How to Give Feedback about Defensiveness

Last updated: August 18, 2021
Estimated reading time: 4.5 min


A reader asks:

“I need to talk to a staff member about some things I’d like to see her change, but in the past when I’ve given her feedback, she’s become very defensive. She gets upset and focuses on arguing that she’s not at fault—when I’m not interested in talking about fault, just in being able to talk about how we could be doing better. How do I get my message through when she’s likely to have her hackles up?”

Defensiveness is one of the most challenging responses you can get to feedback, because it can keep your staff member from really hearing what you’re saying—and thus from being able to internalize and grow from it. Too often, it results in managers hesitating to give feedback at all, which is a disservice to the staff member (who may later get taken off guard in a performance evaluation or wonder why they can’t get raises or promotions). Feedback, when done well, can lead to better outcomes for individuals and a healthier team culture.

So what do you do when a staff member resists hearing feedback—becoming upset or frustrated or automatically pushing back?

Before taking any action, recognize defensiveness for what it is: a protective mechanism in the face of a perceived threat. When feedback triggers defensiveness, it is often because the feedback brings up feelings of sadness, hurt, shame, anger, or being misunderstood.

Defensiveness might present as a response to what you’re saying in the moment, but often has very deep roots. For example, you think you’re simply offering feedback about an article the person wrote, but they could be internalizing it as reinforcement that they are not capable or that you don’t want them on your team. Knowing this doesn’t mean that you should stop offering feedback; instead, try to tap into compassion and understanding when defensiveness shows up.

Here’s the good news: because of neuroplasticity, all of us have the capacity to grow out of protective patterns that no longer serve us—including defensiveness. To support this capacity in your staff—and make future feedback conversations smoother in the process—here are some things to try:

1. Name the defensiveness and its impact.

For instance, you might say, “I’ve noticed that when I give you feedback, you often seem upset and focused on why the feedback is unnecessary, or why others are to blame. Listen, I get it: I know getting critical feedback doesn’t feel good. It’s normal for it to make us feel defensive. But when that consistently comes through in blaming or arguing, it has a negative effect on both of us—it makes it harder for me to be able to share feedback, and blocks your ability to hear input focused on your growth and development in this role.”

2. Get curious about the defensiveness.

Rather than assume that you know where it’s coming from, ask questions to get beneath the surface. Consider asking, “Can you talk about what’s going on for you when I give feedback?” or “Do you have a sense of why this happens?” Get curious about what you could do differently by asking, “Is there something about the way that I’m offering feedback that’s not working for you? What could I do differently?” or “Are there ways I can offer feedback that might help you receive it—like sharing it in writing before talking about it in person?”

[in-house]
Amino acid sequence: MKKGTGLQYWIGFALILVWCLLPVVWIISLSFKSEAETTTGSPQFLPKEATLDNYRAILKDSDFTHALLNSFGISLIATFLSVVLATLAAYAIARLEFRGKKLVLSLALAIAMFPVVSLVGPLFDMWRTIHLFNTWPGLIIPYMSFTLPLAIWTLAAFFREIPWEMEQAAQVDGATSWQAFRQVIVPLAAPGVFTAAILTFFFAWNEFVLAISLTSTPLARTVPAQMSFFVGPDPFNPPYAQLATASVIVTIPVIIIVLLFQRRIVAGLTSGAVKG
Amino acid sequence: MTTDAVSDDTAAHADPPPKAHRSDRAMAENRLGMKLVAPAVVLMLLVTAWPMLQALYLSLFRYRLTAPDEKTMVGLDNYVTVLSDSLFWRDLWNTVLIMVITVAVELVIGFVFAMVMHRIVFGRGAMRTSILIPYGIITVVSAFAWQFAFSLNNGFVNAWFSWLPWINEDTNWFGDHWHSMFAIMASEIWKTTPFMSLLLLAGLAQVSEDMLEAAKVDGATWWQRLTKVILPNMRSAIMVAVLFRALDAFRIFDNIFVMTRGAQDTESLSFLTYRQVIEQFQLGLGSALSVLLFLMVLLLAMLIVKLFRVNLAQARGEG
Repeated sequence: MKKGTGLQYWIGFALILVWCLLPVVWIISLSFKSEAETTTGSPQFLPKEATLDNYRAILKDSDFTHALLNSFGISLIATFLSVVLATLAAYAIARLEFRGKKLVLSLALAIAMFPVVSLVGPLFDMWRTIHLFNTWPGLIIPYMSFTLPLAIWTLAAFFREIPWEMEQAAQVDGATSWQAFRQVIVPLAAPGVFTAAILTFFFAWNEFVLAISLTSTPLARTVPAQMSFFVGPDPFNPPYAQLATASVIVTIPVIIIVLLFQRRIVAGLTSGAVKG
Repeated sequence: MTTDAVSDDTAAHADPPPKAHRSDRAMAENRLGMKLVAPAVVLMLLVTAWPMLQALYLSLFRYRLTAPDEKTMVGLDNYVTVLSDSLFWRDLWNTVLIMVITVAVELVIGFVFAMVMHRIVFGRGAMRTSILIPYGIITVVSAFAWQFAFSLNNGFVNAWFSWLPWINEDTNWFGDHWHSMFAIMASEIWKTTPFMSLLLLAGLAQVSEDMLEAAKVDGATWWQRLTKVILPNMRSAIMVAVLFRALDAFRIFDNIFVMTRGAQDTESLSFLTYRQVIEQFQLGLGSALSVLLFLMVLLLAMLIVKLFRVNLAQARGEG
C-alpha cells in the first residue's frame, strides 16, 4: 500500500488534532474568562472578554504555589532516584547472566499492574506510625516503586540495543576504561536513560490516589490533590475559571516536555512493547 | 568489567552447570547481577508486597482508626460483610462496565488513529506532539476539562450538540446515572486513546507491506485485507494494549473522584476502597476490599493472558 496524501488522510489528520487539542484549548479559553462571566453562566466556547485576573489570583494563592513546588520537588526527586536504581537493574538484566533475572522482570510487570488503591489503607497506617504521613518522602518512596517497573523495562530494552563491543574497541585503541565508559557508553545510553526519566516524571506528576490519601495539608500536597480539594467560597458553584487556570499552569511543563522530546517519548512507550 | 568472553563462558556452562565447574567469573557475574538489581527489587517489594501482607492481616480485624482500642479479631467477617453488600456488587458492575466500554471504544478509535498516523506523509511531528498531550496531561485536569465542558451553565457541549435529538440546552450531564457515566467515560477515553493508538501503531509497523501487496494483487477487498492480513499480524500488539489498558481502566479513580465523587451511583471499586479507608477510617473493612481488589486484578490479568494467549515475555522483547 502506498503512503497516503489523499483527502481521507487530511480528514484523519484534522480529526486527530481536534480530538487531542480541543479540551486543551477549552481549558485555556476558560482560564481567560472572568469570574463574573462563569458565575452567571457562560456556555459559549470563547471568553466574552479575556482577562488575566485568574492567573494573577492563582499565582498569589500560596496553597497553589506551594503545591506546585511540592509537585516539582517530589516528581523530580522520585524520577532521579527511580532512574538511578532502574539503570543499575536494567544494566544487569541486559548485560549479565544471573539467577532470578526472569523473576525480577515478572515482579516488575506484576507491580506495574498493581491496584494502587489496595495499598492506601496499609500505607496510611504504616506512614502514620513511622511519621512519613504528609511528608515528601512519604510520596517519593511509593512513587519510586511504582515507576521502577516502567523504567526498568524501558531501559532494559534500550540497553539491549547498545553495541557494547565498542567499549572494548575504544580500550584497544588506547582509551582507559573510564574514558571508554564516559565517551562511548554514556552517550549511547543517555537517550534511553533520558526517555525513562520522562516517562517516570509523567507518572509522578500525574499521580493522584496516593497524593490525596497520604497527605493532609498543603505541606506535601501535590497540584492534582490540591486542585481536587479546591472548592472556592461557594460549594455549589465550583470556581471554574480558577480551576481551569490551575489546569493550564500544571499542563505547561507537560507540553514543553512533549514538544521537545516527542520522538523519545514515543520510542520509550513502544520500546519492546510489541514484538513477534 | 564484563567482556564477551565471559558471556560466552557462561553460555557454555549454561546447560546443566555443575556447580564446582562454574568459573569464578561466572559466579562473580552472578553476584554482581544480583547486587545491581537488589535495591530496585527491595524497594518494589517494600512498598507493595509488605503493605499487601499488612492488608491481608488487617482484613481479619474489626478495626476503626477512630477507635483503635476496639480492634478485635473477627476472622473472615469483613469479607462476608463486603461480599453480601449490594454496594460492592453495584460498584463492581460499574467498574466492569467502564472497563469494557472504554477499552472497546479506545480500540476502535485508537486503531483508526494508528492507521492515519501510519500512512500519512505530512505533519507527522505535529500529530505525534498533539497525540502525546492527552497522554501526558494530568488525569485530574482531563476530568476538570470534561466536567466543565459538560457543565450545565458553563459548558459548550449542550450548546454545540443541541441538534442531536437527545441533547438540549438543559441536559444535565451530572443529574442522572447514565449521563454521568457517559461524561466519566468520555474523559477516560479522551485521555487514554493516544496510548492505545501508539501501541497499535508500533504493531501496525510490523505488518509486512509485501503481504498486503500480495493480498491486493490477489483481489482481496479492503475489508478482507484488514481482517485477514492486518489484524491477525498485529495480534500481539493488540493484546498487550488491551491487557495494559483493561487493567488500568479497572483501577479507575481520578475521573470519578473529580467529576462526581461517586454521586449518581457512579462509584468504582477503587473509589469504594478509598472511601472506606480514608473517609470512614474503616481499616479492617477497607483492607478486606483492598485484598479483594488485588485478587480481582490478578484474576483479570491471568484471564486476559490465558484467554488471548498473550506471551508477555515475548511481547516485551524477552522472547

3. Offer some reassurance, if genuine.

Since defensiveness often stems from insecurity, you might help the person feel more secure by putting the feedback in context. For example, you might add something like, “Your overall performance is strong. So when I come to you with feedback, it’s not a message that you’re failing—it’s about how to get even stronger. But you won’t be able to grow in your job if we can’t have those conversations.” (Of course, make sure that you only say this if it’s true. If the person isn’t performing well overall, don’t mislead them. In that case, you might say something like, “These are serious issues, but I think it’s something you can work on, and I’m here to be a resource to you.”)

4. Describe what you need going forward.

For instance, you might say, “While I get that it’s not easy to receive critical feedback, I believe in your ability to take it in and grow as a result of it. I’m happy to adjust the way I deliver feedback so that it’s easier to digest, and in turn, I’m asking you to show up to feedback conversations with more openness.”
Defensiveness isn’t easy to deal with—and it can stir up our own patterns of getting angry, being passive aggressive or avoidant, or simply acquiescing (think: fight, flight, freeze, appease). To stay centered in the purpose of the feedback conversation and your compassion for the other person, remember:

  • Defensiveness isn’t a character trait, it’s a response.
  • Defensiveness probably can’t be resolved overnight, or even over a matter of weeks.
  • Because defensiveness is deeply rooted, it will likely take some excavation, which you can support by being mindful about how you deliver feedback, investing in the relationship, offering praise and encouragement where genuine, and demonstrating belief in the person’s growth.
  • The most effective managers don’t let defensiveness stop them from giving feedback.

Check out our other resources about feedback:

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